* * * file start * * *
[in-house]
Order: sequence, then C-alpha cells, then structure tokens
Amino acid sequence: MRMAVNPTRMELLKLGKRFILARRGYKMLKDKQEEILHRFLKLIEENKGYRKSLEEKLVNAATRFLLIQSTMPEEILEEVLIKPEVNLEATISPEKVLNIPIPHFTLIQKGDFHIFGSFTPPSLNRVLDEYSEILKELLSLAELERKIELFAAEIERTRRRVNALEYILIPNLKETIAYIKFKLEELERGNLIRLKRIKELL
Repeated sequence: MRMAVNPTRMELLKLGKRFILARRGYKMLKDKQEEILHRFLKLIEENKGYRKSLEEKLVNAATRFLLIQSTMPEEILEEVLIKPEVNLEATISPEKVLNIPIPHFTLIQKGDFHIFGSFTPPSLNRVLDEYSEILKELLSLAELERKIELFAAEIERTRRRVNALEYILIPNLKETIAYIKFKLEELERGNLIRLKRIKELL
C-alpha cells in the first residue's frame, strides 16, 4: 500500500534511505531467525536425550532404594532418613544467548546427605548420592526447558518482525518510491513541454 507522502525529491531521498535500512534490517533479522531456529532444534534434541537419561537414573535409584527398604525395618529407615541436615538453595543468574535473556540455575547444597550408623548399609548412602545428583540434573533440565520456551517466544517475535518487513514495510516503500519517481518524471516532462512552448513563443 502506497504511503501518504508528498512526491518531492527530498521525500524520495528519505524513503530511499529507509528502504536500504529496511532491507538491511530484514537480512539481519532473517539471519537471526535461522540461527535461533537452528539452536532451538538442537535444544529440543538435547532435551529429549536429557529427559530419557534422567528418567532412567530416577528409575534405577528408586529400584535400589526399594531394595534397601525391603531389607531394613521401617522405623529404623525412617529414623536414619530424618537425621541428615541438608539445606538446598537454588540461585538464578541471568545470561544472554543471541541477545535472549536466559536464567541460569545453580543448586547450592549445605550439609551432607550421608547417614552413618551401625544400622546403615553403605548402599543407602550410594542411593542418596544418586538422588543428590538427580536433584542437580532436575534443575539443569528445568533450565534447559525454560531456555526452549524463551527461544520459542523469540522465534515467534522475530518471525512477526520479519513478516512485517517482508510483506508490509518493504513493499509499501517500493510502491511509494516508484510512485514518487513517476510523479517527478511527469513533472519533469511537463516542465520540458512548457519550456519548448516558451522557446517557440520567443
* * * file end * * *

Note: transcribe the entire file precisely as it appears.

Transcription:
[in-house]
Order: sequence, then C-alpha cells, then structure tokens
Amino acid sequence: MRMAVNPTRMELLKLGKRFILARRGYKMLKDKQEEILHRFLKLIEENKGYRKSLEEKLVNAATRFLLIQSTMPEEILEEVLIKPEVNLEATISPEKVLNIPIPHFTLIQKGDFHIFGSFTPPSLNRVLDEYSEILKELLSLAELERKIELFAAEIERTRRRVNALEYILIPNLKETIAYIKFKLEELERGNLIRLKRIKELL
Repeated sequence: MRMAVNPTRMELLKLGKRFILARRGYKMLKDKQEEILHRFLKLIEENKGYRKSLEEKLVNAATRFLLIQSTMPEEILEEVLIKPEVNLEATISPEKVLNIPIPHFTLIQKGDFHIFGSFTPPSLNRVLDEYSEILKELLSLAELERKIELFAAEIERTRRRVNALEYILIPNLKETIAYIKFKLEELERGNLIRLKRIKELL
C-alpha cells in the first residue's frame, strides 16, 4: 500500500534511505531467525536425550532404594532418613544467548546427605548420592526447558518482525518510491513541454 507522502525529491531521498535500512534490517533479522531456529532444534534434541537419561537414573535409584527398604525395618529407615541436615538453595543468574535473556540455575547444597550408623548399609548412602545428583540434573533440565520456551517466544517475535518487513514495510516503500519517481518524471516532462512552448513563443 502506497504511503501518504508528498512526491518531492527530498521525500524520495528519505524513503530511499529507509528502504536500504529496511532491507538491511530484514537480512539481519532473517539471519537471526535461522540461527535461533537452528539452536532451538538442537535444544529440543538435547532435551529429549536429557529427559530419557534422567528418567532412567530416577528409575534405577528408586529400584535400589526399594531394595534397601525391603531389607531394613521401617522405623529404623525412617529414623536414619530424618537425621541428615541438608539445606538446598537454588540461585538464578541471568545470561544472554543471541541477545535472549536466559536464567541460569545453580543448586547450592549445605550439609551432607550421608547417614552413618551401625544400622546403615553403605548402599543407602550410594542411593542418596544418586538422588543428590538427580536433584542437580532436575534443575539443569528445568533450565534447559525454560531456555526452549524463551527461544520459542523469540522465534515467534522475530518471525512477526520479519513478516512485517517482508510483506508490509518493504513493499509499501517500493510502491511509494516508484510512485514518487513517476510523479517527478511527469513533472519533469511537463516542465520540458512548457519550456519548448516558451522557446517557440520567443